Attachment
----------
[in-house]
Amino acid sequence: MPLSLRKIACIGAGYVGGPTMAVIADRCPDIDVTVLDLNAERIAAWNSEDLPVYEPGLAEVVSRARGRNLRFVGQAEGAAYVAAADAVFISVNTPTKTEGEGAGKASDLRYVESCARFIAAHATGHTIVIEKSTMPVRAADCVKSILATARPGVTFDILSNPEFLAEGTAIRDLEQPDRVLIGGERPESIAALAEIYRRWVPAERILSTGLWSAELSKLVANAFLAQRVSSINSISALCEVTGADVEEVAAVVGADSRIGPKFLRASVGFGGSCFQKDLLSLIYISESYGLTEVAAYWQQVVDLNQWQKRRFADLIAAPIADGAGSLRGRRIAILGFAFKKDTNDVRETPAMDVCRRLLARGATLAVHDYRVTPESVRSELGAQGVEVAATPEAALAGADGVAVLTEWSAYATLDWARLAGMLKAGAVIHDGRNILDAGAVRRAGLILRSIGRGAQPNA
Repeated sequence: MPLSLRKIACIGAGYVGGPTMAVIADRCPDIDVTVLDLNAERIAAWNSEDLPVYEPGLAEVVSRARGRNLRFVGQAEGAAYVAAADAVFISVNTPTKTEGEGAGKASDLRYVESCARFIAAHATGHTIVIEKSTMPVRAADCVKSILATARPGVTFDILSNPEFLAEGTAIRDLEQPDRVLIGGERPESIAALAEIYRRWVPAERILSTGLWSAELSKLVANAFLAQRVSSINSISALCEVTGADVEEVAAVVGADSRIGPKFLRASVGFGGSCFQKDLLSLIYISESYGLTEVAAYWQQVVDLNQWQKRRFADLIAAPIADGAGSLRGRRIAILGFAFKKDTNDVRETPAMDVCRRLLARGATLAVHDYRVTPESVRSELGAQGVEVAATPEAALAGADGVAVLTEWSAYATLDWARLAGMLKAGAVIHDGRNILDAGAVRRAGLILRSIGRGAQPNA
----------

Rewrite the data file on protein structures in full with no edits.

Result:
[in-house]
Amino acid sequence: MPLSLRKIACIGAGYVGGPTMAVIADRCPDIDVTVLDLNAERIAAWNSEDLPVYEPGLAEVVSRARGRNLRFVGQAEGAAYVAAADAVFISVNTPTKTEGEGAGKASDLRYVESCARFIAAHATGHTIVIEKSTMPVRAADCVKSILATARPGVTFDILSNPEFLAEGTAIRDLEQPDRVLIGGERPESIAALAEIYRRWVPAERILSTGLWSAELSKLVANAFLAQRVSSINSISALCEVTGADVEEVAAVVGADSRIGPKFLRASVGFGGSCFQKDLLSLIYISESYGLTEVAAYWQQVVDLNQWQKRRFADLIAAPIADGAGSLRGRRIAILGFAFKKDTNDVRETPAMDVCRRLLARGATLAVHDYRVTPESVRSELGAQGVEVAATPEAALAGADGVAVLTEWSAYATLDWARLAGMLKAGAVIHDGRNILDAGAVRRAGLILRSIGRGAQPNA
Repeated sequence: MPLSLRKIACIGAGYVGGPTMAVIADRCPDIDVTVLDLNAERIAAWNSEDLPVYEPGLAEVVSRARGRNLRFVGQAEGAAYVAAADAVFISVNTPTKTEGEGAGKASDLRYVESCARFIAAHATGHTIVIEKSTMPVRAADCVKSILATARPGVTFDILSNPEFLAEGTAIRDLEQPDRVLIGGERPESIAALAEIYRRWVPAERILSTGLWSAELSKLVANAFLAQRVSSINSISALCEVTGADVEEVAAVVGADSRIGPKFLRASVGFGGSCFQKDLLSLIYISESYGLTEVAAYWQQVVDLNQWQKRRFADLIAAPIADGAGSLRGRRIAILGFAFKKDTNDVRETPAMDVCRRLLARGATLAVHDYRVTPESVRSELGAQGVEVAATPEAALAGADGVAVLTEWSAYATLDWARLAGMLKAGAVIHDGRNILDAGAVRRAGLILRSIGRGAQPNA